Throughout this year I’ve been trying very hard to find a practical solution to storing and streaming all my digital media to my TV and stereo. After many months I settled on a Netgear ReadyNAS for the storing but I am yet to decide on the best way to actually play movies and music on the television. Whatever I choose it’ll probably end up being a Christmas present to myself so I have a while to come to a decision.

My current two options are an AppleTV or an Acer Revo running XBMC or Boxee. Until Apple announced the updated AppleTV at the beginning of the month I was fairly certain I would go with the XBMC option.

XBMC

XBMC (XBox Media Centre) predictably started out life on the original XBox. People could hack their consoles to play movies and music from a networked computer – this increased the console’s usefulness and there are still people running XBMC on the original XBox (although development has ceased for that hardware).

XBMC is now focused more on home theatre PCs. With the recent wave of ‘nettops’, small PCs using Intel’s Atom processor and NVidea’s HD capable ION chipset, it’s now easy to create a small, quiet, set top box style PC for the living room. You have to add a IR sensor for a remote control but you can also use the many iPhone apps available to control it as well.

The advantage of this set up is the sheer flexibility. You can connect to your storage device with a multitude of different protocols including UPnP, SMB and iTunes sharing among others. You can install extra add ons such as Last.fm and BBC iPlayer (although a recent change to the iPlayer API broke this). Disadvantages to me as a Mac user are a lack of proper integration into the Apple/iTunes eco system. Playlists I create on my iPhone or laptop aren’t copied over automatically and it can’t access things like my iPhoto library.

AppleTV

Now the AppleTV’s advantages and disadvantages are pretty much the opposites of those discussed for XBMC. It’s obviously a very closed system – it can only stream content from an iTunes library and that content has to be in a very specific format. This means no streaming from my NAS so my laptop will have to be turned on and iTunes running to stream anything. There are also no added applications (although this may come in the future officially or through jailbreaking). The AppleTV also has no analogue audio out so I would need an adapter that costs around £50.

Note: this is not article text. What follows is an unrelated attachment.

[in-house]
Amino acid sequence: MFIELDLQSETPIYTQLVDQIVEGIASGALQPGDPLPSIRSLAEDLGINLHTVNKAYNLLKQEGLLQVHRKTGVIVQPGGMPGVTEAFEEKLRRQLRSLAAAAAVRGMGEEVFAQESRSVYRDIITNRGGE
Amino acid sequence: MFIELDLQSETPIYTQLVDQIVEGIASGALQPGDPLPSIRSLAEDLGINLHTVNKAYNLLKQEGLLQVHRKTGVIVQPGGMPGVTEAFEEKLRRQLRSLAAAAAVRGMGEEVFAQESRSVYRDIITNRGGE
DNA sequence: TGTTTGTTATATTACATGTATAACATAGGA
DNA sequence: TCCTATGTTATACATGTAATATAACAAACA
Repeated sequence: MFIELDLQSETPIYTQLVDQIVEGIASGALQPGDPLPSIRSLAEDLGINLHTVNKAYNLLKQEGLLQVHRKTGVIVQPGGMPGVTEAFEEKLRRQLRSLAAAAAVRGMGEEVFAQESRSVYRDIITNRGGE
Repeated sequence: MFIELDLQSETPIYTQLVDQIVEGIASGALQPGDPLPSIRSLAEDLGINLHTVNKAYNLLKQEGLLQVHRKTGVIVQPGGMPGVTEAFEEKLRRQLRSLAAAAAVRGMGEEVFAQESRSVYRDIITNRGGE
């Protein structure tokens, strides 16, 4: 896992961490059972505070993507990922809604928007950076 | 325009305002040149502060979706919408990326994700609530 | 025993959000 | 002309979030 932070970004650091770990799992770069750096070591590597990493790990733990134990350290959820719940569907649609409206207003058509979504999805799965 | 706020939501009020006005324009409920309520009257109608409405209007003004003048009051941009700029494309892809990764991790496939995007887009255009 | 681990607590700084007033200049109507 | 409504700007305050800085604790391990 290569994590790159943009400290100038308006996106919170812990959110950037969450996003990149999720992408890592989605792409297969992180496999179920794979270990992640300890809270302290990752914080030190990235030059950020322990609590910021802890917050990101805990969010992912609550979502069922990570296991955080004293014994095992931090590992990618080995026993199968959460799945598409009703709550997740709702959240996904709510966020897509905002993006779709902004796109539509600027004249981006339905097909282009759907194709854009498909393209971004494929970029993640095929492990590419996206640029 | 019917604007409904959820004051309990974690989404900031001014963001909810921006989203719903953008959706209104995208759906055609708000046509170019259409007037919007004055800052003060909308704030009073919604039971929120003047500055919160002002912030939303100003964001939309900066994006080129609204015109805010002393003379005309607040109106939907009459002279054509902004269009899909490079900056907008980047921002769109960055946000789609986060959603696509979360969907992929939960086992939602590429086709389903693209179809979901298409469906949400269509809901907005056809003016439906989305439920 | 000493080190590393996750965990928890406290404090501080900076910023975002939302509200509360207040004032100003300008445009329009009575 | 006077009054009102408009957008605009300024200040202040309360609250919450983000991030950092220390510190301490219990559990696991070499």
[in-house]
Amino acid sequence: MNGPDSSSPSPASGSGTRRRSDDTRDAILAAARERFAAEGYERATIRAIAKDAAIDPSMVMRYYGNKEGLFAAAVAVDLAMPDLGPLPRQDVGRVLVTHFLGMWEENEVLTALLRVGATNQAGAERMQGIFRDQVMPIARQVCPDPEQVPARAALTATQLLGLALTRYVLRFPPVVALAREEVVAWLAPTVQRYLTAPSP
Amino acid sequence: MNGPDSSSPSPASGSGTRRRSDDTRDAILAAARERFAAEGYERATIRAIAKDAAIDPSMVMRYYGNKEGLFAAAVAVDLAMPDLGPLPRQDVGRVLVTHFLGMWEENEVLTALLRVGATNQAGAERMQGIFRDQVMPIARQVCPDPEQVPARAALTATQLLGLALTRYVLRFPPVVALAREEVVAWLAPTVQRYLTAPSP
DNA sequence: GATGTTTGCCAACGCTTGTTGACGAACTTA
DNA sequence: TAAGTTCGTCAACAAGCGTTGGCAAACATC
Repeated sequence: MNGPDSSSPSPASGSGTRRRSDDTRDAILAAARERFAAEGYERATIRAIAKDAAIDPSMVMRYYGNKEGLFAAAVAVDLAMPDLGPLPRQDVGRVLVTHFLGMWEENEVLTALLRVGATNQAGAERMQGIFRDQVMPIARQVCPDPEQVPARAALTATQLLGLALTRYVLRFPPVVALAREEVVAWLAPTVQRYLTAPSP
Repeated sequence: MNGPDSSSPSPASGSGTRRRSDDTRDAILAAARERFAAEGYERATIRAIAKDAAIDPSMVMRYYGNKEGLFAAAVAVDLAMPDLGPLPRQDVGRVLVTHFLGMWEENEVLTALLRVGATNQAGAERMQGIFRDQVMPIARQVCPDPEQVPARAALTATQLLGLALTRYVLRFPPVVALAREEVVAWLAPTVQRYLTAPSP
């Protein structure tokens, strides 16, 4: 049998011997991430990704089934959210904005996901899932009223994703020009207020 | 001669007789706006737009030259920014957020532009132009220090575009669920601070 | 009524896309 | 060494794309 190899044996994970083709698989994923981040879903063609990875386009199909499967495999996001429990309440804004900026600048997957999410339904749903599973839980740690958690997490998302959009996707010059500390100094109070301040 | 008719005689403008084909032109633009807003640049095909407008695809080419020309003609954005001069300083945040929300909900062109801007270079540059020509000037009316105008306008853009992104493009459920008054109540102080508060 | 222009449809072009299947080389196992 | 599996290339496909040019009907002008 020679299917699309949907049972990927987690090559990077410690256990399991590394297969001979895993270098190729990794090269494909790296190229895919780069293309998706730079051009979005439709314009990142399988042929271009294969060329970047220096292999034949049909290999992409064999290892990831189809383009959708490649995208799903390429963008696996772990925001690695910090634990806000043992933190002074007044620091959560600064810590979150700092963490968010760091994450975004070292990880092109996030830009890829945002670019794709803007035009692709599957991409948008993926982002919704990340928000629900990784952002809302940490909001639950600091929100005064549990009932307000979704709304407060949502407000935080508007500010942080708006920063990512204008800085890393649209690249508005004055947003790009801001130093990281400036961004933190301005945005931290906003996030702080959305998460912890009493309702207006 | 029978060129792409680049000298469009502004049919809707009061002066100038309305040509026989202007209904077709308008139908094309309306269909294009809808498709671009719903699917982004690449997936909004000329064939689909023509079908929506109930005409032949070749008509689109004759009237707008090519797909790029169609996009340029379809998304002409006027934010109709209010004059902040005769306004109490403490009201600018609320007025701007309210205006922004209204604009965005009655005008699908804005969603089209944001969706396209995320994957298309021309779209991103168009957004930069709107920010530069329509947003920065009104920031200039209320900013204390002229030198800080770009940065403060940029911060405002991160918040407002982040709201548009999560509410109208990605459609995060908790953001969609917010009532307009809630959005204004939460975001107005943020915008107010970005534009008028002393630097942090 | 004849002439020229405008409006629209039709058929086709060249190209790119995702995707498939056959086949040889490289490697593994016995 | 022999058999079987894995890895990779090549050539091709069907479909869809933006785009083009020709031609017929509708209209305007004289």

The advantage is complete integration into the Mac environment. I can stream music from my Mac either by choosing it on the television or by using the newly rebranded AirPlay feature. AirPlay also means I can stream music and video straight from my iPhone. It’s also £100 cheaper than the average cost of an Acer Revo.

From thinking about it on my drive home from work and writing it down here it looks pretty clear what I should get. XBMC, whilst being more expensive, provides a lot more. I’m starting to think that a good compromise would be picking up an Airport Express to stream music from my iphone and Mac to the stereo and using XBMC purely for video.

I still have a few months to decide. In that time hopefully someone will get a hold of the new AppleTV, hack it and install some applications that close the feature gap between it and XBMC. I do really like the form factor of the AppleTV. I’d quite like the look of one sitting under my TV… the Acer Revo isn’t much of a looker and would probably be relegated out of sight.